Parveen Bhola, a research scholar at India's Thapar Institute of Engineering and Technology, and Saurabh Bhardwaj, an associate professor at the same institution, spent the last few years developing and improving statistical and machine learning-based alternatives to enable real-time inspection of solar panels.
Their research found a new application for clustering-based computation, which uses past meteorological data to compute performance ratios and degradation rates.
Clustering-based computation is advantageous for this problem because of its ability to speed up the inspection process, preventing further damage and hastening repairs, by using a performance ratio based on meteorological parameters that include temperature, pressure, wind speed, humidity, sunshine hours, solar power, and even the day of the year.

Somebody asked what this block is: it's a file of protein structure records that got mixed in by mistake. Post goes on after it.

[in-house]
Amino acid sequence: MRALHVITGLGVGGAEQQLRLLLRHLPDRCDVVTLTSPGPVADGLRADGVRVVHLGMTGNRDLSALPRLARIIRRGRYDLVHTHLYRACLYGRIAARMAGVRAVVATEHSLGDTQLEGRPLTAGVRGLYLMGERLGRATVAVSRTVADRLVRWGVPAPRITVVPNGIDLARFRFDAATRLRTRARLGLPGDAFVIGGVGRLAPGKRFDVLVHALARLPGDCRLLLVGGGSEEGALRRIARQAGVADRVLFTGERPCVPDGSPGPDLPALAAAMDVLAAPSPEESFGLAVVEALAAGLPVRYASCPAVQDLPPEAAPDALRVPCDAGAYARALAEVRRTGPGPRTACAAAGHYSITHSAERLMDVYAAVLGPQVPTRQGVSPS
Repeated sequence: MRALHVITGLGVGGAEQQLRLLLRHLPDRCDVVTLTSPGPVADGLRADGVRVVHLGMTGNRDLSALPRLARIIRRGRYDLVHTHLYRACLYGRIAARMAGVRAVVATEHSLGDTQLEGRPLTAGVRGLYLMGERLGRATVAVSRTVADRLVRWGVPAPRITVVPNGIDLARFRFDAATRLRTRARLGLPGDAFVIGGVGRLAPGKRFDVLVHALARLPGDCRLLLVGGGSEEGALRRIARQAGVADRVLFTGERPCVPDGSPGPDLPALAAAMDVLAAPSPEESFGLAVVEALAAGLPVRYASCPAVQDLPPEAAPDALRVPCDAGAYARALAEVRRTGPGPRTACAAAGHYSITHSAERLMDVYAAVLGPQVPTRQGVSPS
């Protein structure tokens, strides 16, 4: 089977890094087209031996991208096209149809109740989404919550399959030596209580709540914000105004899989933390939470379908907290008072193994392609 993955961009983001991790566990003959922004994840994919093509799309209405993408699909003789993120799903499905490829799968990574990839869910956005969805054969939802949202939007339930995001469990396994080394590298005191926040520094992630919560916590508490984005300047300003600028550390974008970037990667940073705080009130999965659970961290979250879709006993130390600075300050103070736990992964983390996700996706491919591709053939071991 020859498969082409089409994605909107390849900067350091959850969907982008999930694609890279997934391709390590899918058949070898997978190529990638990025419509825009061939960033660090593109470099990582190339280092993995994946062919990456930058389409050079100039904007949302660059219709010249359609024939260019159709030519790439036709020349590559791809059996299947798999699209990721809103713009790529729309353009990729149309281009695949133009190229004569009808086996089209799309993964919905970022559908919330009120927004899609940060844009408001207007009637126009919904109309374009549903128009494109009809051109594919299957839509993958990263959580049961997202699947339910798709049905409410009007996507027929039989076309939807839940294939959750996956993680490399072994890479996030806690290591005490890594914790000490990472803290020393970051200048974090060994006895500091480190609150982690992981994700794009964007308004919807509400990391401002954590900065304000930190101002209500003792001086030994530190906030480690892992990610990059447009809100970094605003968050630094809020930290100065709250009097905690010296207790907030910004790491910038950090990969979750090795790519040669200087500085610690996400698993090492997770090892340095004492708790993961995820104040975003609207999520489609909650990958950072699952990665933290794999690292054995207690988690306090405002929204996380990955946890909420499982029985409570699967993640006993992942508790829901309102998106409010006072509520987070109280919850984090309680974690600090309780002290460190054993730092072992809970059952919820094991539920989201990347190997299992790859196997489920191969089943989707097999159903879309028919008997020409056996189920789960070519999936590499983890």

The parameters are easily acquired and assessed, and can be measured from remote locations.
Improving PV cell inspection systems could help inspectors troubleshoot more efficiently and potentially forecast and control for future difficulties.
Clustering-based computation is likely to shed light on new ways to manage solar energy systems, optimizing PV yields, and inspiring future technological advancements in the field.